8. El Badaoui, Eliane & Strobl, Eric & Walsh, Frank, 2007. "The Formal Sector Wage Premium and Firm Size," IZA Discussion Papers 3145, Institute for the Study of Labor (IZA).
  9. Guillermo E. Perry & William F. Maloney & Omar S. Arias & Pablo Fajnzylber & Andrew D. Mason & Jaime Saavedra-Chanduvi, 2007. "Informality : Exit and Exclusion," World Bank Publications, The World Bank, number 6730.
  10. repec:inr:wpaper:249986 is not listed on IDEAS
  11. Ulyssea, Gabriel, 2010. "Regulation of entry, labor market institutions and the informal sector," Journal of Development Economics, Elsevier, vol. 91(1), pages 87-99, January.
  12. Berg, G.J. & Ridder, G., 1993. "An empirical equilibrium search model of the labour market," Serie Research Memoranda 0039, VU University Amsterdam, Faculty of Economics, Business Administration and Econometrics.
  13. Mortensen, Dale T & Pissarides, Christopher A, 1994. "Job Creation and Job Destruction in the Theory of Unemployment," Review of Economic Studies, Wiley Blackwell, vol. 61(3), pages 397-415, July.
  14. Gerard J. van den Berg, 1998. "Empirical Inference with Equilibrium Search Models of the Labor Market," Tinbergen Institute Discussion Papers 98-089/3, Tinbergen Institute.
  15. Bontemps, Christian & Robin, Jean-Marc & van den Berg, Gerard J, 2000. "Equilibrium Search with Continuous Productivity Dispersion: Theory and Nonparametric Estimation," International Economic Review, Department of Economics, University of Pennsylvania and Osaka University Institute of Social and Economic Research Association, vol. 41(2), pages 305-58, May.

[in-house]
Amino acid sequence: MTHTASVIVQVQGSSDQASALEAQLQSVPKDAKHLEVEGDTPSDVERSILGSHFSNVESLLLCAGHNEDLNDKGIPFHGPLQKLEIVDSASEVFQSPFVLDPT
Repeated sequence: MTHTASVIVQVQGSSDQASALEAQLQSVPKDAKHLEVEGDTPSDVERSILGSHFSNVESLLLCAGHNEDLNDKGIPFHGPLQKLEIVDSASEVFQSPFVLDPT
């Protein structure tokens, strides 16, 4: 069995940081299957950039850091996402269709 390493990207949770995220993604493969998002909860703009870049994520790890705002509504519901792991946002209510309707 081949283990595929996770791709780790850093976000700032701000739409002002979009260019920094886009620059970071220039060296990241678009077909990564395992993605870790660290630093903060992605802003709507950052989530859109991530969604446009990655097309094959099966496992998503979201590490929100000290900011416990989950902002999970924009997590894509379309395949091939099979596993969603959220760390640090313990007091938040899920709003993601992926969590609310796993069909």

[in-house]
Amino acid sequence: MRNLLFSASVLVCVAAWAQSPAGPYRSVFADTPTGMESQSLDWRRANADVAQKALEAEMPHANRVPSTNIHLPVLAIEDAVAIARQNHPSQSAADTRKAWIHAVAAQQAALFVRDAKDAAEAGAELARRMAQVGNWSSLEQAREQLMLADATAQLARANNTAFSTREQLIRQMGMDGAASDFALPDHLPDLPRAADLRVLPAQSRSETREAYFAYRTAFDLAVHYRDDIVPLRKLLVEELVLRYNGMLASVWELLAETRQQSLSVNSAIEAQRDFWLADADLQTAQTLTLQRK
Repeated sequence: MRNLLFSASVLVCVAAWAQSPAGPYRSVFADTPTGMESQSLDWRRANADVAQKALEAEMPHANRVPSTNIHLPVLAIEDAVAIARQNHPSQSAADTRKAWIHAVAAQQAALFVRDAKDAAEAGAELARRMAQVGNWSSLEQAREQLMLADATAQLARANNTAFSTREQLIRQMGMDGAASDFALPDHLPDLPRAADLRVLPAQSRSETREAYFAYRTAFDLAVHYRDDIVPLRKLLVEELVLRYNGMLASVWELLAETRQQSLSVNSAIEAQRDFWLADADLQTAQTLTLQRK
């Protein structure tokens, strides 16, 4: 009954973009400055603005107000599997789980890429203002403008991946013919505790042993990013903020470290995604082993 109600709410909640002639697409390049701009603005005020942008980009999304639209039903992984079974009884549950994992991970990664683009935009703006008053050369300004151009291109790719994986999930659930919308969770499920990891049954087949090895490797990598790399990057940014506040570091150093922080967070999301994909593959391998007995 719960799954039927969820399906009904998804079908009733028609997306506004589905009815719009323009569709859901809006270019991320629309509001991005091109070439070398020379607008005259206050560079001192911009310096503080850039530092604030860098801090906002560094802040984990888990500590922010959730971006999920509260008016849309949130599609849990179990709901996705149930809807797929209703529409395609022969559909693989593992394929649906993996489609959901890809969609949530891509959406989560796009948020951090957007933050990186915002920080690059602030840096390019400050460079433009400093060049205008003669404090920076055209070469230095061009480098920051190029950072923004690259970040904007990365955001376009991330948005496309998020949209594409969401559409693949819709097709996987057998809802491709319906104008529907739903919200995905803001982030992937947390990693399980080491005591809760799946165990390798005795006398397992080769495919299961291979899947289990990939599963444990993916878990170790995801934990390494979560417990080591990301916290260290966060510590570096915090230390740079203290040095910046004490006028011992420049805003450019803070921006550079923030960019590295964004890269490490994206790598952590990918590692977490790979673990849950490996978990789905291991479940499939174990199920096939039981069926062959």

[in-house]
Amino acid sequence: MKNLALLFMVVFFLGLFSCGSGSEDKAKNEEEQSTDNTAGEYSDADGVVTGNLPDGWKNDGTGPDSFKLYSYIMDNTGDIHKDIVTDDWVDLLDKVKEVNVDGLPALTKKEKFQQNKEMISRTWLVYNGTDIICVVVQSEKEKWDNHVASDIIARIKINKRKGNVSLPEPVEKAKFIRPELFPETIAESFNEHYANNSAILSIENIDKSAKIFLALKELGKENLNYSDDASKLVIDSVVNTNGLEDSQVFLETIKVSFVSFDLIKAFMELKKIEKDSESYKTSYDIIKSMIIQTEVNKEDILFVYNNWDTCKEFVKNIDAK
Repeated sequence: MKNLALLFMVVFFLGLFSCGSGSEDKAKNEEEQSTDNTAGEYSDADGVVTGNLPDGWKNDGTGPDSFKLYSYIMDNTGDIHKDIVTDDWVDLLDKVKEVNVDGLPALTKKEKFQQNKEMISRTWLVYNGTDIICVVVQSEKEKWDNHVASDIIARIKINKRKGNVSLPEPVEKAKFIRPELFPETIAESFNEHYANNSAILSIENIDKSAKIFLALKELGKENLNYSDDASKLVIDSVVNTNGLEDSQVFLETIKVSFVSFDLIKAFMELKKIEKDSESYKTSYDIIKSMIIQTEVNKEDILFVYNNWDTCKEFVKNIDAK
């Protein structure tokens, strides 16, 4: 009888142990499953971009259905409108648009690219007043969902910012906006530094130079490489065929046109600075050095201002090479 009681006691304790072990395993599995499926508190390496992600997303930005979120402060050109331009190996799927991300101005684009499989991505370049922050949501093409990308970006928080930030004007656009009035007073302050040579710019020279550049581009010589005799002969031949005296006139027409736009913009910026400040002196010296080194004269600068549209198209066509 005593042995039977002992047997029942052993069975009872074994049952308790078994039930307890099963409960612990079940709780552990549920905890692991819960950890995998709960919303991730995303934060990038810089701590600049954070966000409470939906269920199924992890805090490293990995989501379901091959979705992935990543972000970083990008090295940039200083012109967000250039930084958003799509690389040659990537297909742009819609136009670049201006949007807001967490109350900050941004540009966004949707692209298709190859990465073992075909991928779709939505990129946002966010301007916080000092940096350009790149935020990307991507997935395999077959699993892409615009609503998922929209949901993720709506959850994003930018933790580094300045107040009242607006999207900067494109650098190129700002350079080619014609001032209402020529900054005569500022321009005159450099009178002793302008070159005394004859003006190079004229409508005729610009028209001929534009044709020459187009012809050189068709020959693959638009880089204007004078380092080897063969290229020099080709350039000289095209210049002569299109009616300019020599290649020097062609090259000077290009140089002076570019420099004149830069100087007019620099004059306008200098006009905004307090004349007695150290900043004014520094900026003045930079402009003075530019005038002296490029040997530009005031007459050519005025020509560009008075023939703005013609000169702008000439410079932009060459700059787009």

16. Gerard J. van den Berg, 1998. "Empirical Inference with Equilibrium Search Models of the Labor Market," Tinbergen Institute Discussion Papers 98-089/3, Tinbergen Institute.
  17. Jacques, Jean-François & Fugazza, Marco, 2004. "Labor market institutions, taxation and the underground economy," Economics Papers from University Paris Dauphine 123456789/1888, Paris Dauphine University.
  18. Christian Bontemps & Jean-Marc Robin & Gérard J. Van den Berg, 2000. "Equilibrium Search with Continuous Productivity Dispersion: Theory and Nonparametric Estimation," Post-Print hal-00357755, HAL.
  19. Burdett, Kenneth & Mortensen, Dale T, 1998. "Wage Differentials, Employer Size, and Unemployment," International Economic Review, Department of Economics, University of Pennsylvania and Osaka University Institute of Social and Economic Research Association, vol. 39(2), pages 257-73, May.
  20. Bontemps, Christian & Robin, Jean-Marc & Van den Berg, Gerard J, 1999. "An Empirical Equilibrium Job Search Model with Search on the Job and Heterogeneous Workers and Firms," International Economic Review, Department of Economics, University of Pennsylvania and Osaka University Institute of Social and Economic Research Association, vol. 40(4), pages 1039-74, November.
  21. Pratap, Sangeeta & Quintin, Erwan, 2006. "Are labor markets segmented in developing countries? A semiparametric approach," European Economic Review, Elsevier, vol. 50(7), pages 1817-1841, October.
  22. repec:dgr:uvatin:2098089 is not listed on IDEAS